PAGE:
“If a statute needs repair, there’s a constitutionally prescribed way to do it. It’s called legislation,” Gorsuch wrote in one dissent last term.
Linda Greenhouse of The New York Times was more scathing, characterizing Gorsuch as the boy on the playground who snatches the ball out of turn.
“He is in his colleagues’ faces pointing out the error of their ways, his snarky tone oozing disrespect toward those who might, just might, know what they are talking about,” she wrote in an opinion piece in July.
Many wondered whether the court’s leading liberal, Justice Ruth Bader Ginsburg, was indicating a dislike for Gorsuch in February when she said she respects all of her colleagues and genuinely likes most of them.
Supporters of Gorsuch, however, dismissed talk of a feud with Ginsburg as unfounded speculation.
“Even though obviously, ideologically, those two agree less than most other justices, it’s not a reason to assume that was the person she was referring to,” said Carrie Severino, chief counsel and policy director of the conservative Judicial Crisis Network, which spent $10 million on a national campaign to get Gorsuch confirmed.
Some of the criticism of Gorsuch is fueled by the circumstances of his ascension to the bench. Republicans refused to hold a hearing or vote on former President Obama’s nominee to the court, Merrick GarlandMerrick GarlandAbbott promises to hire Border Patrol agents punished by Biden administration House passes bill to ensure abortion access in response to Texas law Delta pushes for national 'no fly' list of unruly passengers after banning 1,600 from flights MORE, after Scalia’s death in 2016. Many on the left think Gorsuch is in a stolen seat.
“I’ve been guilty of this, too. I think people are frustrated by his circumstances of joining the court,” said Epps, who co-hosts the “First Mondays” podcast with Samuel. “I sometimes feel sorry for the guy. He can’t really catch a break.”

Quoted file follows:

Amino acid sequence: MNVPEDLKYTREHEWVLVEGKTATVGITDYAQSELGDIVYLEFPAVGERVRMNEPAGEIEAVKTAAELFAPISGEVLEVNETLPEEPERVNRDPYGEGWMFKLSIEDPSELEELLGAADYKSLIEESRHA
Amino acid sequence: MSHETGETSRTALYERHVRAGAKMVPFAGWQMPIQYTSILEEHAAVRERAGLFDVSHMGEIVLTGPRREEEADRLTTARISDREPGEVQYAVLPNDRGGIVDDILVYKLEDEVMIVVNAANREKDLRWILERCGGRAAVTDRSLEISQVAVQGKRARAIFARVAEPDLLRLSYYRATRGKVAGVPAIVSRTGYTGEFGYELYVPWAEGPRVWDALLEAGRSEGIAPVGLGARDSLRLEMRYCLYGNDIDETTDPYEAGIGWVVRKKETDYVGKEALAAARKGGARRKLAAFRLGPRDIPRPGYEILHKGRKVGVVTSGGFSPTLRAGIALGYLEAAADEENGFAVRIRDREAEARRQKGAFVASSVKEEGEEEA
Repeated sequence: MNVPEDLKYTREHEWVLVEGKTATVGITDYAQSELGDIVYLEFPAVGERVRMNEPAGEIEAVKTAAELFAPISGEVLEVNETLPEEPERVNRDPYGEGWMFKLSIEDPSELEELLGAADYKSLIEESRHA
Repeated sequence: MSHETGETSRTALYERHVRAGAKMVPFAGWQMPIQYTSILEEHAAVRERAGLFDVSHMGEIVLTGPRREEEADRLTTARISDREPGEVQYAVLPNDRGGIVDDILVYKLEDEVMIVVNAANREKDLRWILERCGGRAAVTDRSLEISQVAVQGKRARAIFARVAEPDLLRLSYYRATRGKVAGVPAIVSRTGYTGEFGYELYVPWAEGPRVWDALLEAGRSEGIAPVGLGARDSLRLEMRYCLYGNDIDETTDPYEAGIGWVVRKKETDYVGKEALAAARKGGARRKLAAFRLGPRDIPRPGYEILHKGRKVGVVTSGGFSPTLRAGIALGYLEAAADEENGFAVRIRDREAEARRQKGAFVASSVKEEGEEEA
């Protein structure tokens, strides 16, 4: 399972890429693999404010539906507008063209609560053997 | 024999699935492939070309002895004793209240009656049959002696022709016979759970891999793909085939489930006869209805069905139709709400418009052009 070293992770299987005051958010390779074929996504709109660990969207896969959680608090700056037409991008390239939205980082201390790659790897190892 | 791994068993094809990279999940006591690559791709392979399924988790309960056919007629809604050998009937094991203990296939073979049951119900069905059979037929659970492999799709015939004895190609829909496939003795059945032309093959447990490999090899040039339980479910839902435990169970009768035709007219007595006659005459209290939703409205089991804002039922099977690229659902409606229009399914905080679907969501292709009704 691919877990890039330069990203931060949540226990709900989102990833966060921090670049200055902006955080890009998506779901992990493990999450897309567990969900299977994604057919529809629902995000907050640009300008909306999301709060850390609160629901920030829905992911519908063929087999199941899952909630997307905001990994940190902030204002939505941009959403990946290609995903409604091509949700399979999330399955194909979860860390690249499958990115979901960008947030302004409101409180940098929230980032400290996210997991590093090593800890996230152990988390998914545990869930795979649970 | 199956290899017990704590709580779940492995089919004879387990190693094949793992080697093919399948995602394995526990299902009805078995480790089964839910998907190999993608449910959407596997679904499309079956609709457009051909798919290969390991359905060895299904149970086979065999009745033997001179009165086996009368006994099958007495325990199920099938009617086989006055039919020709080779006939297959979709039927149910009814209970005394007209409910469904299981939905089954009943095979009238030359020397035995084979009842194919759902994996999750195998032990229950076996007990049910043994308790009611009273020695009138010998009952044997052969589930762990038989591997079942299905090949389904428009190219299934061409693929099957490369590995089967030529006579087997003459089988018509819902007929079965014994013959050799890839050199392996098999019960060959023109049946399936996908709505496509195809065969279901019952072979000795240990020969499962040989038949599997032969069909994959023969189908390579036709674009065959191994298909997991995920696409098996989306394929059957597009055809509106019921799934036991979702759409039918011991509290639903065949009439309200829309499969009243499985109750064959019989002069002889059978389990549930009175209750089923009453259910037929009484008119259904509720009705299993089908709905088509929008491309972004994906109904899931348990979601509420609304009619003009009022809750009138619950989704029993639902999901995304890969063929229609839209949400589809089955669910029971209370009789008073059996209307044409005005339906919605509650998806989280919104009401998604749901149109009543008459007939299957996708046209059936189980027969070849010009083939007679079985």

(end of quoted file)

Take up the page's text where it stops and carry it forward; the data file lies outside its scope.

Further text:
“Anything he does that’s a little off or, you know, a misstep in any way gets magnified,” Epps said. “I maybe contributed to this with GorsuchStyle.”
But Gorsuch has been the subject of controversy several times since his confirmation.
He took heat for giving a speech in September at the University of Louisville, Senate Majority Leader Mitch McConnellAddison (Mitch) Mitchell McConnellFord to bolster electric vehicle production in multi-billion dollar push On The Money — GOP blocks spending bill to kick off chaotic week in congress Overnight Health Care — Presented by Alrtia — Booster shots get bipartisan rollout MORE’s (R-Ky.) alma mater, and was criticized for appearing at an event at the Trump International Hotel in D.C. Foreign payments to President TrumpDonald TrumpJan. 6 committee chair says panel will issue a 'good number' of additional subpoenas Overnight Defense & National Security — Presented by AM General — Pentagon officials prepare for grilling Biden nominates head of Africa CDC to lead global AIDS response MORE’s hotel are the subject of litigation that could reach the Supreme Court.
Even Gorsuch’s social outings have come under the microscope.
In January, he dined with Republican senators and other Washington officials at the home of Senate Majority Whip John CornynJohn CornynAbbott bows to Trump pressure on Texas election audit Senate panel advances antitrust bill that eyes Google, Facebook Democrats up ante in risky debt ceiling fight MORE (R-Texas) — a common occurrence for the justices, who often strike up friendships with lawmakers and dine among Washington power players.
But critics seized on the dinner anyway, saying it raised questions about Gorsuch’s ability to be independent from the Republican Party.
Epps said the criticism could have a lasting impact on Gorsuch as a judge.
“He’s getting so much flak and such little benefit of the doubt it could make him hunker down ideologically,” he said.
“There’s some theory that’s what has happened with [Justice Clarence] Thomas. … Perhaps he felt very criticized by people on the left and became even more conservative. I worry about that.”